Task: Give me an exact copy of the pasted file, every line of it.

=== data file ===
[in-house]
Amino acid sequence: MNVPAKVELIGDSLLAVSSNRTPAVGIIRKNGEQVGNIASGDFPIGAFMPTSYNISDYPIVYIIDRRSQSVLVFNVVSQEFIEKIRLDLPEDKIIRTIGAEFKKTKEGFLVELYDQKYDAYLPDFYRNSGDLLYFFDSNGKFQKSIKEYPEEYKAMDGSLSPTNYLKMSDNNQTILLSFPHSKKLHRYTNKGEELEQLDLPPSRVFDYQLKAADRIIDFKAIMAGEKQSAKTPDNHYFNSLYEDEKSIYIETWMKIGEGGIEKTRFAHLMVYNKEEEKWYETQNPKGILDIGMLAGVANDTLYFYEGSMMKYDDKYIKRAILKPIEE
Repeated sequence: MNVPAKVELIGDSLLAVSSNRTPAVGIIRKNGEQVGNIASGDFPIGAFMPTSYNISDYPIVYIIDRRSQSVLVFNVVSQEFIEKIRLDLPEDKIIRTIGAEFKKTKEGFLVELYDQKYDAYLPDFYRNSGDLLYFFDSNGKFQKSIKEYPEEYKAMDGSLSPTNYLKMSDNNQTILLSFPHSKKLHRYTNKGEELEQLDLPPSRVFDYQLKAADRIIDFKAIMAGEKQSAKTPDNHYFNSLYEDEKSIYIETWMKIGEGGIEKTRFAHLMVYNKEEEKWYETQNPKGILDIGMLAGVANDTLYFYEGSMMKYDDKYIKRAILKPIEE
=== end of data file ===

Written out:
[in-house]
Amino acid sequence: MNVPAKVELIGDSLLAVSSNRTPAVGIIRKNGEQVGNIASGDFPIGAFMPTSYNISDYPIVYIIDRRSQSVLVFNVVSQEFIEKIRLDLPEDKIIRTIGAEFKKTKEGFLVELYDQKYDAYLPDFYRNSGDLLYFFDSNGKFQKSIKEYPEEYKAMDGSLSPTNYLKMSDNNQTILLSFPHSKKLHRYTNKGEELEQLDLPPSRVFDYQLKAADRIIDFKAIMAGEKQSAKTPDNHYFNSLYEDEKSIYIETWMKIGEGGIEKTRFAHLMVYNKEEEKWYETQNPKGILDIGMLAGVANDTLYFYEGSMMKYDDKYIKRAILKPIEE
Repeated sequence: MNVPAKVELIGDSLLAVSSNRTPAVGIIRKNGEQVGNIASGDFPIGAFMPTSYNISDYPIVYIIDRRSQSVLVFNVVSQEFIEKIRLDLPEDKIIRTIGAEFKKTKEGFLVELYDQKYDAYLPDFYRNSGDLLYFFDSNGKFQKSIKEYPEEYKAMDGSLSPTNYLKMSDNNQTILLSFPHSKKLHRYTNKGEELEQLDLPPSRVFDYQLKAADRIIDFKAIMAGEKQSAKTPDNHYFNSLYEDEKSIYIETWMKIGEGGIEKTRFAHLMVYNKEEEKWYETQNPKGILDIGMLAGVANDTLYFYEGSMMKYDDKYIKRAILKPIEE